Rappahannock Review | Rappahannock Review Contributor Spotlight: Interview with Larry Thacker
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Rappahannock Review Contributor Spotlight: Interview with Larry Thacker

The poetry editors, Rappahannock Review: In your poem “Unpacking,” the speaker mentions the vision of the father as a “memory.”What is at stake when using memory–a speaker’s or a poet’s–as the vehicle for a poem?

Larry Thacker: What is at stake is being vulnerable, right, wrong, or strictly dependent on the creative mind. Right in that you’re accurate and confessing, which can be painful for you and others, cathartic, whether you’re ready or not. Wrong in that you only think you’re in a correct memory, which is what I think is happening with the speaker in the poem who is going back too, but feels it can’t be anything but true, always running the risk of inaccuracy and unreliableness. As for being purely creative, you can go too far, even for yourself, believing your own fantasy at times, tempting others to believe it, getting lost in the combined worlds where you play ultimate creator. So much is at stake with memory, yet it is a common material we work with, and all spaces of memory make us vulnerable which can lead to fear and withholding. Yet there is where some of our best work can happen.

 

RR: The middle of the poem seems as if it cuts a line in half, placing the beginning of the line as the last line of the first stanza, and its ending as the first line of the second. Was this cut a way of generating a turn in the poem, or was there an alternative motive behind it?
LT: Quite a deliberate line cut, a volta representing a kind of generational flash forward, the first stanza heavy with the father, the second stanza not only the father but the family, the future, and all the challenges the father brings with starting and having a family. The cut, while visually abrupt, is the opposite of what’s happening subtly within the backgrounds of families struggling with everything warfare pushes into everyone’s lives through those who fight. It’s an intimate mixing of emotions rather than a clean cut from one emotion to another or one generational challenge to another.

 

RR: The poem’s idea of emotions and memories being passed down genetically is really intriguing. How did you hear about this idea? Do you think it’s true, or did you just like the idea for the poem?

LT: It’s a concept I believe. I’ve seen headlines over the last two years about the genetics of memories, not just the passing along of tendencies such as alcohol related issues and health. It made me think that if a bit of the traumas as life defining as Vietnam, like my father was experiencing just before my conception, couldn’t get caught in our DNA, what could? From there I wondered about where lucid dreams that seem like memories originated. Or déjà vu experiences. Might these be momentary lapses of memories of our elders? It has led to quite a bit of writing.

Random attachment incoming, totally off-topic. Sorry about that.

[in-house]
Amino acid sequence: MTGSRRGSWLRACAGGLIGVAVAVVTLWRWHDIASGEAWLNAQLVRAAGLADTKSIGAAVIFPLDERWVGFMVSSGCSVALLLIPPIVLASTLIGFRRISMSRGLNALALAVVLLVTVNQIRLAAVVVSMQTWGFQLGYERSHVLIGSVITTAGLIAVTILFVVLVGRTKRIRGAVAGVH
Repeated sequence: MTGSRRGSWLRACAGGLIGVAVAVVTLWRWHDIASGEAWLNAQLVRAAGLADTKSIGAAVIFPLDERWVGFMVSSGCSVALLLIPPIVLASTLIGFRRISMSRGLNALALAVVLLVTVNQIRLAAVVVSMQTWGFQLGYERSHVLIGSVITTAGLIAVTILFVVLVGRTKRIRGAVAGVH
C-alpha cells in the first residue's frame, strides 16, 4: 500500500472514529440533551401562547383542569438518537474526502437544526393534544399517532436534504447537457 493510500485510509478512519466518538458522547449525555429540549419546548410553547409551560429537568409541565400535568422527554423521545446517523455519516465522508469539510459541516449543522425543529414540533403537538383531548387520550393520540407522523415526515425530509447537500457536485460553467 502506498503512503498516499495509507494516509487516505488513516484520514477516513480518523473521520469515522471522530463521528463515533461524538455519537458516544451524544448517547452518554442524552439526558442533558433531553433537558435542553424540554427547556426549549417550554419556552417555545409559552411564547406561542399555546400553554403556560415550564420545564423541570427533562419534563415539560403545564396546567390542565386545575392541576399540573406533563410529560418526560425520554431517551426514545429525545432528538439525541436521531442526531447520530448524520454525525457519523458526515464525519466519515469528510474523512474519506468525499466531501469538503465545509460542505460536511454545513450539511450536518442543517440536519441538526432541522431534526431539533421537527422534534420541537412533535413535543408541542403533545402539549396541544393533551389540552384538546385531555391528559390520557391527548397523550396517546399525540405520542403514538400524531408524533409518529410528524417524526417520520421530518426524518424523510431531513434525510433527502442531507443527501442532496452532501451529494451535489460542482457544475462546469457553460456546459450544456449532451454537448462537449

RR: How do you get over writer’s block, do you have any specific rituals or routines?
LT: I have a simple working mantra: Write, edit, read, submit. I try to be engaged in all of these at all times. If I feel the well running dry, I’m probably not reading enough. If I’m not submitting much, I’m not writing new things or editing old things into new lives. Above all else, however – awareness. The practice of awareness is how we can mine the details we usually skip over all day.
Getting stuck is often a side-effect of hesitation, or desiring perfection in a first writing, or a fear of failure, sometimes a thing deeper than the writing. An activity other than the writing can give us not only ideas but permission as well.
Headlines, as we mentioned briefly before, often give me ideas. Scanning strange ideas in science journals continuously gives me raw material. I also involve myself in other arts – painting and photography, as well as short story, novel writing projects, and creative non-fiction. It’s also important to have a writers group that meets regularly, having people keeping us on a friendly sharing deadline is so helpful.

 

RR: Do you find it helpful to place yourself within a poem, whether the subject matter is true or not? Or do you prefer to work objectively, based on others’ experiences?
LT: Empathy, not only for fellow human beings but for inanimate objects, is essential. The ability to “see” yourself in the emotional conflicts of another person in this scenario you’ve designed on the page is the only way to offer a close-to-authentic experience for the receiver. Likewise, getting into the imagined thoughts of the thousand-year-old tree, for example, who lives an entire existence in this one spot, though your purpose isn’t to give it a voice, may be essential to understand how to communicate the “voice” of the poem you’re trying to hear. Being inside a poem as realistically as possible is a craft act we must work on regularly. Of course, there are objective times we are strict observers as well. It’s situational, which is the great challenge with every moment of inspiration we feel we’ve stumbled upon, isn’t it?

Unpacking appears in Rappahannock Review Issue 3.3

Larry D. Thacker is an Appalachian writer and artist. His poetry can be found in past issues of The Still Journal, Kudzu Literary Magazine, The Southern Poetry Anthology, Volume VI: Tennessee, Unbroken Journal, Mojave River Review, Broad River Review, Harpoon Review, Pine Mountain Sand & Gravel, Dead Mule School of Southern Literature, and Appalachian Heritage,among others. He is the author of Mountain Mysteries: The Mystic Traditions of Appalachia and the poetry chapbooks, Voice Hunting and Memory Train. A student services higher education professional for 15 years, he is now engaged full-time in his poetry MFA from West Virginia Wesleyan College.

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